E-scooter injuries, admissions zooming up among young adults

  • Namiri NK & al.
  • JAMA Surg
  • 8 ene. 2020

  • de Jenny Blair, MD
  • Clinical Essentials
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Takeaway

  • Injuries associated with electric scooters (e-scooters) are on the rise, and one-third are head injuries—twice the rate that bicyclists experience.
  • Authors urge efforts to promote helmet use.

Why this matters

  • E-scooter availability in urban settings is rising, and the public-health effects are not yet clear.
  • This study of a national database found similar results to those of a recent 2-center case series.

Key results

  • During the study period, an estimated  39,113 e-scooter injuries occurred (95% CI, 28,151-50,074).
  • Body parts injured in 2018:
    • Head: 32% (95% CI, 26%-38%).
    • Upper extremity: 26% (95% CI, 21%-31%).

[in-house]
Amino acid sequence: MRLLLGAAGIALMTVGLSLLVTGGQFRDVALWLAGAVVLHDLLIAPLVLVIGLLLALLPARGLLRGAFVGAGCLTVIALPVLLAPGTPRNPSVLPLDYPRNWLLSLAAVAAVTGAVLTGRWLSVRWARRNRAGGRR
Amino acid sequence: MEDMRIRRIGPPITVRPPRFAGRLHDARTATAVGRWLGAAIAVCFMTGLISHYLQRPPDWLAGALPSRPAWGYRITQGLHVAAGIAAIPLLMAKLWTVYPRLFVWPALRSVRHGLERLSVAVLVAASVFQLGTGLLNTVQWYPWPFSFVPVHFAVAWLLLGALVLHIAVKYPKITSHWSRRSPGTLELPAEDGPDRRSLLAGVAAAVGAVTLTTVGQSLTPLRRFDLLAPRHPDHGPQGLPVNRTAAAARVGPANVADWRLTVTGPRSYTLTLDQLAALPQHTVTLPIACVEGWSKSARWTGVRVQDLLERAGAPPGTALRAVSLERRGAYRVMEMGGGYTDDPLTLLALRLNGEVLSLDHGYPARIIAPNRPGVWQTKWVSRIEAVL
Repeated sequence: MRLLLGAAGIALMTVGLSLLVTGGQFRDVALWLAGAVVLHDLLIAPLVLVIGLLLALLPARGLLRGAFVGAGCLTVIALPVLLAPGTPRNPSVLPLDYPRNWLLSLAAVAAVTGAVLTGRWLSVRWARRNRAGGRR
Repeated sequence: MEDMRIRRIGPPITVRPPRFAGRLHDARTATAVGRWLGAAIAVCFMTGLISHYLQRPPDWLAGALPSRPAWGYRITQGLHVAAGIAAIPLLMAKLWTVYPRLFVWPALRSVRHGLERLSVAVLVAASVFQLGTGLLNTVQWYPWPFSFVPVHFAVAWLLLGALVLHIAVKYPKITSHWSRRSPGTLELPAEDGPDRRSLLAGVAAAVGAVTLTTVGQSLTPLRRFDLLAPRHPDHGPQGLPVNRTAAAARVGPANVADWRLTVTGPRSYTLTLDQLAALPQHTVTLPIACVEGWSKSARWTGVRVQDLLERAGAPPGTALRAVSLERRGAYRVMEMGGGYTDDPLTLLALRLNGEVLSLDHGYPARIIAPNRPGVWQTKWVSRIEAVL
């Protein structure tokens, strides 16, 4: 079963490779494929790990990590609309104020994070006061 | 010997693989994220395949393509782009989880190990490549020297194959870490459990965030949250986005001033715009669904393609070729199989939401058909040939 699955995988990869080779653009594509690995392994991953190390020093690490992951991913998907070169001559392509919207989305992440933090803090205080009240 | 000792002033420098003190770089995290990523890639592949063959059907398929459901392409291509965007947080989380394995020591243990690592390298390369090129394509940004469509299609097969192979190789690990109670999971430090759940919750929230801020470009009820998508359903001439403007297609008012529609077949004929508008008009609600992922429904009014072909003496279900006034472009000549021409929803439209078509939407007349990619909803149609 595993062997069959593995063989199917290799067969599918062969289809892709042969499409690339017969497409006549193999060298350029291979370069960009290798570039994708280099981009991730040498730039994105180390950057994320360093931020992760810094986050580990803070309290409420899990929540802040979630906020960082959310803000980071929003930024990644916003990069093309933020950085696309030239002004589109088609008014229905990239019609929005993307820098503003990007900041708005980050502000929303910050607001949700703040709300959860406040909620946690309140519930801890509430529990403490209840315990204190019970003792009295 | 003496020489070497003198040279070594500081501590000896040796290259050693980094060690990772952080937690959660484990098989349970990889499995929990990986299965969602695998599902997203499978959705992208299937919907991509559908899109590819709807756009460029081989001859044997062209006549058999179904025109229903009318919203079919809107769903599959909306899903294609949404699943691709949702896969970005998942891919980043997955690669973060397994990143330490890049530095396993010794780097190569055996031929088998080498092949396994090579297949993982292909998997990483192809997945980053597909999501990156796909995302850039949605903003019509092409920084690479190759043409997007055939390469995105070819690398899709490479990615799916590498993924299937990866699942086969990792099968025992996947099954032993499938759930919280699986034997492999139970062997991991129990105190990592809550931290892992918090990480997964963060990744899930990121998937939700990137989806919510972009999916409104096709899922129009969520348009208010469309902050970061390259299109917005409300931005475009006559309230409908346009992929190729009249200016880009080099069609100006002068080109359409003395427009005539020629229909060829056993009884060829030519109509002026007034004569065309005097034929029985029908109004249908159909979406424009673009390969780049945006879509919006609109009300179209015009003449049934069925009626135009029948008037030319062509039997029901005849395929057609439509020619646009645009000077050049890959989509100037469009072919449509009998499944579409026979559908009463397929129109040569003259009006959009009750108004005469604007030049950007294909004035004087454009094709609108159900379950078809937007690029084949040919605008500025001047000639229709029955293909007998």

• Lower extremity: 32% (95% CI, 27%-37%).
  • Both injuries and hospital admissions rose dramatically from 2017 to 2018.
  • Increases during study period among people aged 18-34 years:
    • Injuries: from 13% to 36% (P<.001>
    • Hospital admissions: from 10% to 44% (P=.02).
  • Absolute number of pediatric injuries rose, but children’s proportion of injuries vs other age groups fell.

Study design

  • Study of powered scooter injuries recorded in the National Electronic Injury Surveillance System (NEISS), 2014-2018.
  • Outcomes: injury types, ages, incidences.
  • Funding: Anita and Kevan Del Grande.

Limitations

  • No data on collision scenario, alcohol, or helmet use.
  • May have inadvertently captured incidents associated with assisted-living scooters.